A study on oil and gas reserve accounting


The aim of the investigation project is find out what similarities and differences in oil and gas reserve accounting in Russia, Norway and The United Kingdom compare them with International Financial Standards.

In order to achieve this aim, it is necessary to make a literature review. Literature review is the first stage of the study because it allows the researcher to be aware of what was written on the issue, and eventually make deficiencies, gap research or lacking of proper coverage (Bryman A., Bell A., 2003). It is a survey and discussion of the literature in a given area of study. It is a critical look of what has been studied, argued, and established about the topic. The researcher reviewed surveys scholarly articles, books, newspapers and online recourses such as journal and magazines articles.

Problem of oil and gas reserves has attracted worldwide attention when the Anglo-Dutch Royal Dutch / Shell lowered its proven reserves of hydrocarbons by almost a quarter. Because of different interpretations of the rules of reservation of oil and gas reserves, established by the Commission on the Securities and Exchange (SEC) 30 years ago, companies in different ways to reserve their stocks on the same field.

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The purpose of financial reporting is to provide information about the financial position, results of operations and changes in financial position. This information is required a wide range of users in making economic decisions.

Oil and gas industry is very specific industry because of number of factors which make necessary to develop and put into practice special accounting rules for this industry:

High capital intensity

A long production cycle (from exploration and acquisition of the field to production of sufficient quantities of oil in order to cover all expenses)

High volatility of oil prices and high dependence of company profit on it

High degree of government regulation in the industry

A specific type of assets - oil and gas reserves

There are some difficulties with the assessment of the main asset of oil companies - oil and gas reserves. It is difficult to calculate how much oil and gas will be withdraw from the field, because of constant updating geological data during the process of production, as well as updating new production technologies and changing economic conditions.

Different types of accounting standards for oil and gas

At the present time in the world accounting practices, there were two most powerful systems: International Financial Reporting Standards (IFRS) and U.S. accounting standards (U.S. GAAP). There are many differences and coincidences in IAS or U.S. GAAP, each of them have certain advantages and disadvantages, however conceptual frameworks are similar. It should be noted that the United States has already accumulated considerable experience in accounting for the oil companies, with fairly detailed standards for the industry, while IFRS only beginning to develop special rules.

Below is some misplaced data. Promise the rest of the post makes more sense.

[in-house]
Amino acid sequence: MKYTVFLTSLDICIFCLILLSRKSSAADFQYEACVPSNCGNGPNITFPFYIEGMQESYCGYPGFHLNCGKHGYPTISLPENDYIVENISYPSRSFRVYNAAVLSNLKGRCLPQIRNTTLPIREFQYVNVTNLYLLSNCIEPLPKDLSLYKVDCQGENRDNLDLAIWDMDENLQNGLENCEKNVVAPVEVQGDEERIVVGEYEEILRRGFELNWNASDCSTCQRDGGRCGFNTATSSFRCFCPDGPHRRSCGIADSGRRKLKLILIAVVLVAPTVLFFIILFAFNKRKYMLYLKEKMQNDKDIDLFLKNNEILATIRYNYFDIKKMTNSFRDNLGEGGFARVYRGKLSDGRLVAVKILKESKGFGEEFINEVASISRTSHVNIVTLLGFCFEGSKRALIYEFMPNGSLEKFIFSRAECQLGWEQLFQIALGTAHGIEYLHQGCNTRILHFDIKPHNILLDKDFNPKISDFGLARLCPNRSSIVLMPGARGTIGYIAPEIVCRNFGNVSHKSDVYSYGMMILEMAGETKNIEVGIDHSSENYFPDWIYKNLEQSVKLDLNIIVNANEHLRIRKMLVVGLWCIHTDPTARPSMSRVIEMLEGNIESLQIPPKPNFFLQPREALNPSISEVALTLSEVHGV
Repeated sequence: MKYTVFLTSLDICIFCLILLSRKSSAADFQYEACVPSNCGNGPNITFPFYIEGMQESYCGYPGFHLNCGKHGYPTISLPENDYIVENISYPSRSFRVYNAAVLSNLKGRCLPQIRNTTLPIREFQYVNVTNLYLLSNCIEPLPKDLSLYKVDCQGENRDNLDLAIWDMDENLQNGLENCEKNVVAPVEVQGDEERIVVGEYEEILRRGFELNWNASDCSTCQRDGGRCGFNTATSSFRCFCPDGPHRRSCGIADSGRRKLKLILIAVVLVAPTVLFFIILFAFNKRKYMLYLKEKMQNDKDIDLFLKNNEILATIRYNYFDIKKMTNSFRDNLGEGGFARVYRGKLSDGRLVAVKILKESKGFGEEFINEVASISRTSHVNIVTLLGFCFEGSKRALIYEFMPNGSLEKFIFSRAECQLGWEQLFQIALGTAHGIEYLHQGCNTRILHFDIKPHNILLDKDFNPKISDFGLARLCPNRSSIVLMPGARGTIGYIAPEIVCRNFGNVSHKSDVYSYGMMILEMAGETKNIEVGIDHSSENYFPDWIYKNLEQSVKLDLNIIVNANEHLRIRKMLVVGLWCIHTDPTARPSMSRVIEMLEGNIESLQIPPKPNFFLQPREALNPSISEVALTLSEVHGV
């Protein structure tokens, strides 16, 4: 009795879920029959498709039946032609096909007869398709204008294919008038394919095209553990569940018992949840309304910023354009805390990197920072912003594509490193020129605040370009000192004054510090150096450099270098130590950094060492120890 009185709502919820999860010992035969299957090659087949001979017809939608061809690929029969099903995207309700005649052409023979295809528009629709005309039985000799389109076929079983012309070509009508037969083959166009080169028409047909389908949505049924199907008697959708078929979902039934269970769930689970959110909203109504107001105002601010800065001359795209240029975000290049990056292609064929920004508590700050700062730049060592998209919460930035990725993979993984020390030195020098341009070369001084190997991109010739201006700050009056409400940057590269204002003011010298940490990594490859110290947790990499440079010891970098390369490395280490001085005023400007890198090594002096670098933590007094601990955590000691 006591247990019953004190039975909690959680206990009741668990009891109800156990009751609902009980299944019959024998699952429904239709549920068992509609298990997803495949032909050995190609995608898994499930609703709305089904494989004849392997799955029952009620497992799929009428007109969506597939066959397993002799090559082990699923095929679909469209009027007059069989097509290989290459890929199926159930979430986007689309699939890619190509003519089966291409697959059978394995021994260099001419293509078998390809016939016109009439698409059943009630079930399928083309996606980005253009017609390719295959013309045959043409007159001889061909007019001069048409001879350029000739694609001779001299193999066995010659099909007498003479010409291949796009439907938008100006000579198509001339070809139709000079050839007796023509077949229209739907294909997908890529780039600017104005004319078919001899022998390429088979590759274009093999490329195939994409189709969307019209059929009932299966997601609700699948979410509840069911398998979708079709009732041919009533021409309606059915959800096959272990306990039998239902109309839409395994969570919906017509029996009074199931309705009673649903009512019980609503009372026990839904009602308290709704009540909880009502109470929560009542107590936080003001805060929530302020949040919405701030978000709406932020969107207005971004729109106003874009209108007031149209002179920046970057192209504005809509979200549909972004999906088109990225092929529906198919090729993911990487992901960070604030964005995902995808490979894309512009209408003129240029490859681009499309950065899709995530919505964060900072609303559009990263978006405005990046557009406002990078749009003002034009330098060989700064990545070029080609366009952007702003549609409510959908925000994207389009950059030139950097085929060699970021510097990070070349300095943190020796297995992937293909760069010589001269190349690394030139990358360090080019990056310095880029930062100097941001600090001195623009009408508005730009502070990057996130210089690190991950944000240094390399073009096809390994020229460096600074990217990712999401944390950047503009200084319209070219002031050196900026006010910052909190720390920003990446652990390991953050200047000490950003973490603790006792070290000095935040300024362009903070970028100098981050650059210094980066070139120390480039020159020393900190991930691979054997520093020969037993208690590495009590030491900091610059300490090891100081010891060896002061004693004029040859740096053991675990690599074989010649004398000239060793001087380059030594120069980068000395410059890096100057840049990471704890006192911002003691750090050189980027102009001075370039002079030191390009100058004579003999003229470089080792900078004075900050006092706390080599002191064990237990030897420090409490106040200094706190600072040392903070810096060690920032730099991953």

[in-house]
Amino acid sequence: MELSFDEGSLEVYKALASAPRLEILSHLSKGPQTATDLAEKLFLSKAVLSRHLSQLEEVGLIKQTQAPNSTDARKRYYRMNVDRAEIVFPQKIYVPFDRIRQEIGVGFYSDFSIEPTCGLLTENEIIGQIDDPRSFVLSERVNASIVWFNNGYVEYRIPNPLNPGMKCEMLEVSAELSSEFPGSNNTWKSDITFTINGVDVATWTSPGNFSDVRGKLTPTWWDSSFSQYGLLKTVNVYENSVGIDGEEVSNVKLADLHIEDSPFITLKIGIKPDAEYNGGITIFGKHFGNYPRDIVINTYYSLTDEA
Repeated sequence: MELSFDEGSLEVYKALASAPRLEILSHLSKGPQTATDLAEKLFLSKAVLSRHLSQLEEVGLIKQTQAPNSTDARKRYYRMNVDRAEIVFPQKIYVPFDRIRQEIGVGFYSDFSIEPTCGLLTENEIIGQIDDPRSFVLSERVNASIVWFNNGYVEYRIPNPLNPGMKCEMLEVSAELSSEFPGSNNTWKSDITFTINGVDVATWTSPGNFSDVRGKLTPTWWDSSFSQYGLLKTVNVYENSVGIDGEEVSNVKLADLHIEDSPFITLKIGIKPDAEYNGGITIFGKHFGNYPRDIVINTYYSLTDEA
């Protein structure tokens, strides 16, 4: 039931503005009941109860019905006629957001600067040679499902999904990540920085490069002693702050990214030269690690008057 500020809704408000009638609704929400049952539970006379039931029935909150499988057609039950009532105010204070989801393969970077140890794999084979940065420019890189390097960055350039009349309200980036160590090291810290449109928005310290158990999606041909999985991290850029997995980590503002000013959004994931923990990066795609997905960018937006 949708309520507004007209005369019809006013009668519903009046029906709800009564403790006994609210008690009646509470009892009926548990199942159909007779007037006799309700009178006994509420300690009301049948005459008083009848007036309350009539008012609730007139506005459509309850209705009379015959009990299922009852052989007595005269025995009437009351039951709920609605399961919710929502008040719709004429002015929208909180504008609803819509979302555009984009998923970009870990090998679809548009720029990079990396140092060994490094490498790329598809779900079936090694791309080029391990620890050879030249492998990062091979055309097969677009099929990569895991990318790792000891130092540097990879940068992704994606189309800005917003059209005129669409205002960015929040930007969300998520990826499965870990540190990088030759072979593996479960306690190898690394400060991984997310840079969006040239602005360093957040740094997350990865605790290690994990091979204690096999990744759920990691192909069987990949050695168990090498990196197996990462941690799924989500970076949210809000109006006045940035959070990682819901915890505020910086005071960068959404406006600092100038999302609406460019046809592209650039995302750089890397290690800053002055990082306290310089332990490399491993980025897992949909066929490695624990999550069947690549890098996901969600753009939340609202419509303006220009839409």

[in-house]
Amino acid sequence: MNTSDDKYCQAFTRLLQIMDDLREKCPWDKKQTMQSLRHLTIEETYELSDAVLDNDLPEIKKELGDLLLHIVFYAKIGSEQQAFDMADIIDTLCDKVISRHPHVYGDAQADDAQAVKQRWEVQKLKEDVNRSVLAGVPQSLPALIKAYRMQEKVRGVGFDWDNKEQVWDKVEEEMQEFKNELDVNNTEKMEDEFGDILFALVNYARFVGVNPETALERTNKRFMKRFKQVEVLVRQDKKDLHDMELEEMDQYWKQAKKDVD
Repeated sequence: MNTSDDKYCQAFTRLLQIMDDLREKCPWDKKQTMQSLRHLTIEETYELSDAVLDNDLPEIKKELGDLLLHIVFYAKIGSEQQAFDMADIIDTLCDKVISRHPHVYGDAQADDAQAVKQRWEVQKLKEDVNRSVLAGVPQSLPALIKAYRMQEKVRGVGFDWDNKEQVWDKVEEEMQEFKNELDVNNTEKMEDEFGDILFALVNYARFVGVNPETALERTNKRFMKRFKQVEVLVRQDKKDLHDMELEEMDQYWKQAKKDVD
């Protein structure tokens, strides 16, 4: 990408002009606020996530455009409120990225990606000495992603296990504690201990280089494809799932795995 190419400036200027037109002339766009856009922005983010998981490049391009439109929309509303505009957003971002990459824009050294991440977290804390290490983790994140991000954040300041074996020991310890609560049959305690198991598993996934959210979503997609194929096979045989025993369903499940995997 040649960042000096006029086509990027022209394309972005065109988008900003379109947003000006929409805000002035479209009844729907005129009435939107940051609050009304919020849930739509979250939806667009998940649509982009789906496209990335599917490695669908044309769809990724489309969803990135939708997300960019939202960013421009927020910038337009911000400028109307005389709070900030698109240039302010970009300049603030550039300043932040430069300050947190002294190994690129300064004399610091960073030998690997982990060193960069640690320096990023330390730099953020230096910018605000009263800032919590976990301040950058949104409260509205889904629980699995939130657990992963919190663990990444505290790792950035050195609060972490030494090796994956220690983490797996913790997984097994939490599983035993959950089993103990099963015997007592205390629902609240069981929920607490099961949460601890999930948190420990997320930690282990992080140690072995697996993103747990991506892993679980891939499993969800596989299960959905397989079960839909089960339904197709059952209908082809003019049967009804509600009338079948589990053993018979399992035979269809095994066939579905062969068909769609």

Generally Accepted Accounting Principles (GAAP)

In the United States Principles and rules of accounting and reporting are governed by Generally Accepted Accounting Principles (GAAP). Accounting standards for oil and gas activities, as well as other standards developed by the professional community of accountants in Financial Accounting Standards Board (FASB). In general, the following provisions of Financial Accounting Standards (SFAS), which relate to petroleum activities (Wright, C.J, Gallun, R.A, 2008):

SFAS 19 Financial Accounting and Reporting by Oil and Gas Producing Companies

SFAS 25 Suspension of Certain Accounting Requirements for Oil and Gas Producing Companies-an amendment of FASB Statement No. 19

SFAS 69 Disclosures about Oil and Gas Producing Activities-an amendment of FASB Statements 19, 25, 33, and 39

In accordance with SFAS 19 oil and gas activity is defined as activities related to the acquisition of rights to minerals, prospecting and exploration activities, development of fields and production of oil, including condensate and natural gas.

Oil company which listed in the United States stock exchange have to reported oil and gas reserve in compliance with requirement of US Securities and Exchange Commission (SEC), given in the Manual SX Rule 4-10. This document establishes two method of accounting for oil companies: successful effort method, defined standard SFAS 19 and the full cost method. In article by David. F. Morehouse (1997) , there are a background discussion of the methods used to estimate proved oil and gas reserves the and ultimate recovery, which is followed by a discussion of the factors that affect the ultimate recovery estimates reservoirs and fields.

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David H Malmquest(1990) suggest that the choice between these full cost and successful effort methods is relevant to all firms who do, or may in the near future do, some drilling, and who have reserves to value and contracts to monitor. According to him, firms choose systematically the accounting method that provides the most efficient monitoring of contracts between all economic agents.